Can a Church Council Meet Without the Pastor?

Our council wants to meet without its pastor. Is that OK?

The first question I would ask in response is, “Why would they want to meet without the pastor?” After all, the pastor is a member of the council, which includes all the office-bearers of a congregation—its minister(s), elders, deacons, and sometimes commissioned pastors, too. So then the question is whether it is appropriate for the council to intentionally meet without one of the members present, and especially when it’s a member in the key role of pastor.

It’s possible that the agenda includes a matter with which the pastor has a conflict of interest, such as his or her salary. But it’s not likely that a whole meeting is called for just that item (during the discussion of which the minister could easily step out).

Maybe the meeting is to discuss a difficult issue, even one that is about the pastor. If that’s the case, it would be even more important to meet with the pastor. Usually it is better to have a direct conversation than one that reinforces whatever tensions exist by avoiding the needed discussion. 

One of the underlying principles of Reformed polity is mutual accountability—that church members and leaders are accountable to each other. Councils should regularly assess their own effectiveness, both individually and as a group. All council members, including the pastor, should be open to discussion of their performance.

This last point brings up a problem I’ve encountered: councils who have sincerely tried to have difficult conversations with their pastor present, but failed because the pastor was domineering and manipulative, using his or her “spiritual authority” to shut down all honest conversation. My advice to always meet with the pastor present cannot be used by such pastors to effectively shut down honest conversation. Councils in this situation should bring in resources like church visitors or an outside facilitator. 

The authors of Crucial Conversations, a book I highly recommend, argue that a critical mark of a healthy organization is its ability to have difficult conversations. If meeting without the pastor is a way to avoid difficult conversations, I would strongly advise against it.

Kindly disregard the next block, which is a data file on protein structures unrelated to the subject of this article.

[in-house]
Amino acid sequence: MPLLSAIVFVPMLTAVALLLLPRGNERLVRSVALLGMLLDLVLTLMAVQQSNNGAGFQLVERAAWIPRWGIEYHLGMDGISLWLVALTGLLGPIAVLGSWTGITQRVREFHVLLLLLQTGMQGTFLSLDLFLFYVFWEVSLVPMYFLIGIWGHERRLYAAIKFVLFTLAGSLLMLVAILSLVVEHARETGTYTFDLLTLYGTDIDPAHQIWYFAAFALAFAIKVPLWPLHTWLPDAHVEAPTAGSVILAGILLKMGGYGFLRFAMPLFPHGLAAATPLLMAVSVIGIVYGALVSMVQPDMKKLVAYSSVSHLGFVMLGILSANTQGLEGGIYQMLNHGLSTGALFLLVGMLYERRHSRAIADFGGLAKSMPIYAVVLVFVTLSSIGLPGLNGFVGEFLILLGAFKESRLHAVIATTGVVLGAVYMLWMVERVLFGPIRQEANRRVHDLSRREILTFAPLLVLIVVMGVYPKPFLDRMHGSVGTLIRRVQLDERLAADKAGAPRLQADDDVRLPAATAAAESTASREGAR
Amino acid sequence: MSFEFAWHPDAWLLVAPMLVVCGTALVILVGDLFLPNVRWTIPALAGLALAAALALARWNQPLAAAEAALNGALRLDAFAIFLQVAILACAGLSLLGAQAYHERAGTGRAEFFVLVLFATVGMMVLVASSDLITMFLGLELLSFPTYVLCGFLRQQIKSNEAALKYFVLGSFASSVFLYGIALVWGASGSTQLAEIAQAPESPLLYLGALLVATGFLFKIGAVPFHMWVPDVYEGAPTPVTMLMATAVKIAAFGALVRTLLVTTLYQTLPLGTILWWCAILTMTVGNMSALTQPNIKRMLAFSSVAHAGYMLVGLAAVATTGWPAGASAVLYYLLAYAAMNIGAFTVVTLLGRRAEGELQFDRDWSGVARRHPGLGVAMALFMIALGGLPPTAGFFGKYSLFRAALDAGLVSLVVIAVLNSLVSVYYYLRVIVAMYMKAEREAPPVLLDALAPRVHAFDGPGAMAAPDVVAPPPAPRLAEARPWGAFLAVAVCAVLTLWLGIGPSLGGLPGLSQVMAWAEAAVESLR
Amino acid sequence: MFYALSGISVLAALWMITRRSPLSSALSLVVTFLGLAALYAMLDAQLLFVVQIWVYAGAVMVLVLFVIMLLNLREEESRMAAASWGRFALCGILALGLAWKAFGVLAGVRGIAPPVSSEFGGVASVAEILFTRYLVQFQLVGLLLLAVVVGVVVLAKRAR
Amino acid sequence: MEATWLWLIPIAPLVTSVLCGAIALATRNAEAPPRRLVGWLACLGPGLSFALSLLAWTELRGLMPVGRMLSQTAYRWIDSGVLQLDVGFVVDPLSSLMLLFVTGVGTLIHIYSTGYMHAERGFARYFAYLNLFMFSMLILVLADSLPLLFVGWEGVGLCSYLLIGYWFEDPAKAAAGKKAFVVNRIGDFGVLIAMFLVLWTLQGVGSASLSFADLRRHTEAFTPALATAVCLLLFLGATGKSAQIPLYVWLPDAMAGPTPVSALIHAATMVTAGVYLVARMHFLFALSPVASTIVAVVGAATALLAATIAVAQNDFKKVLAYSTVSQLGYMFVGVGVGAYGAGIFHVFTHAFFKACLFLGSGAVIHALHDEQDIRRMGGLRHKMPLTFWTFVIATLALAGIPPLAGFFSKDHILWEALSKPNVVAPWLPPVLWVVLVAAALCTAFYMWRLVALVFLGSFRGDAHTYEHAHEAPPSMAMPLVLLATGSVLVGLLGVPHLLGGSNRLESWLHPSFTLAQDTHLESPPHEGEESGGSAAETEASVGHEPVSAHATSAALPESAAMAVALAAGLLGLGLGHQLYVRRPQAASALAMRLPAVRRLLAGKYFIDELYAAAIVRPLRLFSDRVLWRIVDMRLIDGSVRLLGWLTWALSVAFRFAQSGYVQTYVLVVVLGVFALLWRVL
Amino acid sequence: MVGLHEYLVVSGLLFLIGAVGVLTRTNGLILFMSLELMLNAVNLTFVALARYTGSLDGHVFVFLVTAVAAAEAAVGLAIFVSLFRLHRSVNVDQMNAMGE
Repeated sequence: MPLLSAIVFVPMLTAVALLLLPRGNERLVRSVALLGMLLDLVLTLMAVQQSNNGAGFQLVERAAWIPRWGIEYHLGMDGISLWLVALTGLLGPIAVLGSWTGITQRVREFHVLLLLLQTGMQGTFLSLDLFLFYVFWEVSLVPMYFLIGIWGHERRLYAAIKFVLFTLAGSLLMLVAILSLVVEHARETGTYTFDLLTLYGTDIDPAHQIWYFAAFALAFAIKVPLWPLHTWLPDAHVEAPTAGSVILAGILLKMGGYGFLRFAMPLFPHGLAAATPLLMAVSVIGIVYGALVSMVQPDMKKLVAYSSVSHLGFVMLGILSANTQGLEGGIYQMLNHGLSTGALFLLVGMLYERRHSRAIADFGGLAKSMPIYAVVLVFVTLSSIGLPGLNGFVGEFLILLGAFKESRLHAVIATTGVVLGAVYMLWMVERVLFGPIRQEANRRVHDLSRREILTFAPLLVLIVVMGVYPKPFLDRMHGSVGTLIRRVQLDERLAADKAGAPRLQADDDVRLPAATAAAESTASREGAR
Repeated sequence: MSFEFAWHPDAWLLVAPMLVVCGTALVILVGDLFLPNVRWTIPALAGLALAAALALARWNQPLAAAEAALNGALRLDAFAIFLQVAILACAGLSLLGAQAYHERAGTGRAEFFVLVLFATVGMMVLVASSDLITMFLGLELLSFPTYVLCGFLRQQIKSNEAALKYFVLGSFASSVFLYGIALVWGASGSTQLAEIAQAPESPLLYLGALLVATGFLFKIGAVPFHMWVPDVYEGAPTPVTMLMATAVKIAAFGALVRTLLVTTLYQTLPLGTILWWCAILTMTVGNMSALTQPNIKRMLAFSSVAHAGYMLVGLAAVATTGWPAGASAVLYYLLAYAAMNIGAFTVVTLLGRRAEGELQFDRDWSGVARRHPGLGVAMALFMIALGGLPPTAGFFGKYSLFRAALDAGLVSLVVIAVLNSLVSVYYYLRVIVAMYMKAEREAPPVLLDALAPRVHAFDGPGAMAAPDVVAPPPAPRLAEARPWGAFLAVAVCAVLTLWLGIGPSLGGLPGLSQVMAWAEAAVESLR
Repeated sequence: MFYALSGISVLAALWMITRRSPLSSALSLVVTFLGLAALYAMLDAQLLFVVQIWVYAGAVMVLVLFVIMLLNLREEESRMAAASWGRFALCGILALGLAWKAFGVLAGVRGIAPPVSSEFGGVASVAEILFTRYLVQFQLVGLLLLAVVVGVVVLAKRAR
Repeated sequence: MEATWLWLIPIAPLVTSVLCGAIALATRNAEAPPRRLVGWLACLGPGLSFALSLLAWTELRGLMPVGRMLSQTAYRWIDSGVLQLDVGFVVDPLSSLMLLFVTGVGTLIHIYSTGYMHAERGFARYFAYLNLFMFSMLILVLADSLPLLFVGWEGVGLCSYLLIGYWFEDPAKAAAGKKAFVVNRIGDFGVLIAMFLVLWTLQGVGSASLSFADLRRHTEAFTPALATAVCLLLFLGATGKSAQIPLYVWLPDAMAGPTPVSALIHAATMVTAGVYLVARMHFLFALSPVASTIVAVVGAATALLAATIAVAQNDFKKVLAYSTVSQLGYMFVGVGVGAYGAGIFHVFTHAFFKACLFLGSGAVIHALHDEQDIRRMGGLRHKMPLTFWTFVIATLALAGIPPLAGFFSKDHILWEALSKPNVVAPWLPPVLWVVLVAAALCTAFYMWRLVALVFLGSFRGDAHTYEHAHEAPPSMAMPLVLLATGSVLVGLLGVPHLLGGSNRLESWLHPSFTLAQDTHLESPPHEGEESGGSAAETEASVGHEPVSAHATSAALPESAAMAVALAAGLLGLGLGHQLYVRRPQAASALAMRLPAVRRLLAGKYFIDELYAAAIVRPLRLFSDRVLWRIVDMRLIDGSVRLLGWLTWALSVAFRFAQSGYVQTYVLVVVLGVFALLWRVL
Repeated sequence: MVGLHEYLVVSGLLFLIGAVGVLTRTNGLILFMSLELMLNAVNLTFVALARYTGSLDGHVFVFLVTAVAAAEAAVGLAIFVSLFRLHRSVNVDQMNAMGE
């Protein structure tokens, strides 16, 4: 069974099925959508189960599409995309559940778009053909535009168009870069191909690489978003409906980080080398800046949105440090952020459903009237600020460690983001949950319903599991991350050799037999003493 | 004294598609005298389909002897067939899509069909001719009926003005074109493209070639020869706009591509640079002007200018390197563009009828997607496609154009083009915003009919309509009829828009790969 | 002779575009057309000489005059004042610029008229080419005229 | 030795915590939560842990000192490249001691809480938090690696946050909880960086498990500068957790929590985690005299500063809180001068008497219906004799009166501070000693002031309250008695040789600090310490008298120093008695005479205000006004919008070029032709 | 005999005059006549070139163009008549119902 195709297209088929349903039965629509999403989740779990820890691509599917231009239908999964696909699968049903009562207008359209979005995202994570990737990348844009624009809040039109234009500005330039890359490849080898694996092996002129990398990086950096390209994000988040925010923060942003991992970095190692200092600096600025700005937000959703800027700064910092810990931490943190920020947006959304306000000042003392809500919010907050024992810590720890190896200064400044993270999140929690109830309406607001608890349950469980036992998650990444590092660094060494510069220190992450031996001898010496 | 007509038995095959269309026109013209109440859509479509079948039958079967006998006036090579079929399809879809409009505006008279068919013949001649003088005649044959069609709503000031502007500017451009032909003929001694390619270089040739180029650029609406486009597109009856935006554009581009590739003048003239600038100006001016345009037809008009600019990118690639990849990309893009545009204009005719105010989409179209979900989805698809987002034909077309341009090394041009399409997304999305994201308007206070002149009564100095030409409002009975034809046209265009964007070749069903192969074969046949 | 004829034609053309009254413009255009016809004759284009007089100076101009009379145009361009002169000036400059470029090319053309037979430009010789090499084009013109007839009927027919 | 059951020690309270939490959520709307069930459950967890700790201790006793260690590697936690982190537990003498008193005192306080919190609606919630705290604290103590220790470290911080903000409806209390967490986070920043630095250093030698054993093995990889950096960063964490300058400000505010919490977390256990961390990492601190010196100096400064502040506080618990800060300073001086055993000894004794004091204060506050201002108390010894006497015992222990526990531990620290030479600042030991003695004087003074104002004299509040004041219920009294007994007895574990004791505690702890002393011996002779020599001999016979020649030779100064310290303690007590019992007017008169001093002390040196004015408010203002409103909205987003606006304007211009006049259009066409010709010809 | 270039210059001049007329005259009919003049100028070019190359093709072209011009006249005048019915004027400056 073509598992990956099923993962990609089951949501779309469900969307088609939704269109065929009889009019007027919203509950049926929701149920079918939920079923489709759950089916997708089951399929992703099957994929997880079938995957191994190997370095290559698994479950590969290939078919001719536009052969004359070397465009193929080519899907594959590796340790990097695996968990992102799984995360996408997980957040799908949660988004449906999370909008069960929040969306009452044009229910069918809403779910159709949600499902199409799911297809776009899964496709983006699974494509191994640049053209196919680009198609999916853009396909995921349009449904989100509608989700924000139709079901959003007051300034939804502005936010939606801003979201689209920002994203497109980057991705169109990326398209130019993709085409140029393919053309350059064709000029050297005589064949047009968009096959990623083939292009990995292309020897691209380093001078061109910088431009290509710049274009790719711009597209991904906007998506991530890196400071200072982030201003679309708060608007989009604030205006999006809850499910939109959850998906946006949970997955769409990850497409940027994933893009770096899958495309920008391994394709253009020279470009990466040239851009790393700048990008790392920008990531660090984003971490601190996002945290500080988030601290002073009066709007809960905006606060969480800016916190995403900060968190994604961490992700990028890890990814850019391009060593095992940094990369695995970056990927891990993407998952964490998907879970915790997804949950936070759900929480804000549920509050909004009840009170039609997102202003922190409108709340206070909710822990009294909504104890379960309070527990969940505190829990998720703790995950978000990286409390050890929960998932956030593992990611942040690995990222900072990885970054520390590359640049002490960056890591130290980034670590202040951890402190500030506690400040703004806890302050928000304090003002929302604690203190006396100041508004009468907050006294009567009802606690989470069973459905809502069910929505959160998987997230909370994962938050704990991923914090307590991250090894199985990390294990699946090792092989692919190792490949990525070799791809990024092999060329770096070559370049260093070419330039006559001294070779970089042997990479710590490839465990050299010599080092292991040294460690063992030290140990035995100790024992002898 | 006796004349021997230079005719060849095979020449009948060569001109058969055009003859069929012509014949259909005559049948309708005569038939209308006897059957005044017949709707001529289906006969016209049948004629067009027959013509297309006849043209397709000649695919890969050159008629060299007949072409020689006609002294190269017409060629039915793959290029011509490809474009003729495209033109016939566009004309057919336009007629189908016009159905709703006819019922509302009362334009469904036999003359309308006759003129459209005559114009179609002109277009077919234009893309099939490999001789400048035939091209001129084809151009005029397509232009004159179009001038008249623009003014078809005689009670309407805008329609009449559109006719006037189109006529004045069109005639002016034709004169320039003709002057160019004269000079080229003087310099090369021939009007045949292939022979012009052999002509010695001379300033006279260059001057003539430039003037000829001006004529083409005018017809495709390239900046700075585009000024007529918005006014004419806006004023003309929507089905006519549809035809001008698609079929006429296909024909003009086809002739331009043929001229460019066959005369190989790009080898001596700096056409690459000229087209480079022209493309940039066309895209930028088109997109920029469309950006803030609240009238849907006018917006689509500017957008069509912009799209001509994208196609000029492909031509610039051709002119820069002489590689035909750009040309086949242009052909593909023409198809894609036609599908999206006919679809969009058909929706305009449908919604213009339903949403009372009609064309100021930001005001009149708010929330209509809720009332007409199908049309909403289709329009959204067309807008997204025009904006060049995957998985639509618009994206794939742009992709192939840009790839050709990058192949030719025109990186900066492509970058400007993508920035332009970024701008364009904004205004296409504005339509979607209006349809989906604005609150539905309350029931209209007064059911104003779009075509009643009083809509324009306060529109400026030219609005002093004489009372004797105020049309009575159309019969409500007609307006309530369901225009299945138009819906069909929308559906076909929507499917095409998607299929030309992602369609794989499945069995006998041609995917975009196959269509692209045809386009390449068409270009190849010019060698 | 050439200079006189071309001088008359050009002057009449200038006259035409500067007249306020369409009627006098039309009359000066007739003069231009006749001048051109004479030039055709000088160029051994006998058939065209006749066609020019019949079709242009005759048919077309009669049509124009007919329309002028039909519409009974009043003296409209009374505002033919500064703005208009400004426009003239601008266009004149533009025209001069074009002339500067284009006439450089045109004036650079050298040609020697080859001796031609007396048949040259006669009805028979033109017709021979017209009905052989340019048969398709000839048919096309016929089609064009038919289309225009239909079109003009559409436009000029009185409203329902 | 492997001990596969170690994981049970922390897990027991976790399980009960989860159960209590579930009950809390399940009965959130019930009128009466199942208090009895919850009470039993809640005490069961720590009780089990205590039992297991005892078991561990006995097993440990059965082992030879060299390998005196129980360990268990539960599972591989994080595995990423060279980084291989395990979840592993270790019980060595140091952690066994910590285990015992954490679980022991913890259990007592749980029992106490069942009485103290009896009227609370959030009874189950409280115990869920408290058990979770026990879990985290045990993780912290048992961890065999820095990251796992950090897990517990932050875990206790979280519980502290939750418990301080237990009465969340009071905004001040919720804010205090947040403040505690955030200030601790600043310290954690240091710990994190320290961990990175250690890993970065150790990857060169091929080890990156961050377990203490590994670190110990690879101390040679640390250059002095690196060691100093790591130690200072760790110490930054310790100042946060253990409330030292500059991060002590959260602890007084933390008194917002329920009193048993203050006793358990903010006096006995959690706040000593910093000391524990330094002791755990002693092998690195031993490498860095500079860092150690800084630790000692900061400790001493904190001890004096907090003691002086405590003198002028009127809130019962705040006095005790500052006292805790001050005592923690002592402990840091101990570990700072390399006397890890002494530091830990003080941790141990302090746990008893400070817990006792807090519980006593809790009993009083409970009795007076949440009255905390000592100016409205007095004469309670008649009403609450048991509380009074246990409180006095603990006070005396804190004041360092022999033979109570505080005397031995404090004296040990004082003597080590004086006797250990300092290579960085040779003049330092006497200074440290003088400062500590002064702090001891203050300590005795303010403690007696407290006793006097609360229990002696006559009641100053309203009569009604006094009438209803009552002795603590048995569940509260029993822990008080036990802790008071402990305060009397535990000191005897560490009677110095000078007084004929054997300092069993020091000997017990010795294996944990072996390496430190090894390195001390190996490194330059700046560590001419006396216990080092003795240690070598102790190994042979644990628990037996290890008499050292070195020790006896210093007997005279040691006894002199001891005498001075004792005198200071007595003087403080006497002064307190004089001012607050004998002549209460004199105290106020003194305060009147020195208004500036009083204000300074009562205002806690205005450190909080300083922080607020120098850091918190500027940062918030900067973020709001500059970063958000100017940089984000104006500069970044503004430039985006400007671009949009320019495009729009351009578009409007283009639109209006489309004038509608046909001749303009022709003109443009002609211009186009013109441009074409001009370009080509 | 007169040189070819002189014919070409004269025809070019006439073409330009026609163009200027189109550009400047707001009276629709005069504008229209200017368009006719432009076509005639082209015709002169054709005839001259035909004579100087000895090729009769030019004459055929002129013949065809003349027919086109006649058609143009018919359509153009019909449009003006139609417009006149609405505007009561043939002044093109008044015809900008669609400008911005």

About the Author

Rev. Kathy Smith is senior associate director of the Calvin Institute of Christian Worship, adjunct professor of church polity at Calvin Theological Seminary, and adjunct professor of congregational and ministry studies at Calvin University. She is a member of First CRC in Grand Rapids, Mich.

See comments (3)


I can appreciate the importance of applying Church Order in this situation, however not only is a pastor eccelesiastically an elder and civilly an employee; but council is also both an eccelesiastical body and an incorporated civil body. Both spheres from a human resources / labour relations perspective share some commonalities, but also differences in the area of board operation.

Just as a council may go into "censure morem" excluding non council members; a board may also go into "executive session" where all non-directors, including employees are excluded. Difficult conversations usually require the exclusion of one party part way into the process, while directors deliberate, seek advice and make decisions on a critical matter, especially if it affects a senior employee. Prior to this occuring there should already have been difficult conversations with the employee, prior to it coming to the full board / council.

Thanks for this helpful addition, Lubbert!

You're welcome. Appreciated your advice on administering communion in a time of pandemic. May our Lord keep you and family safe and in good health.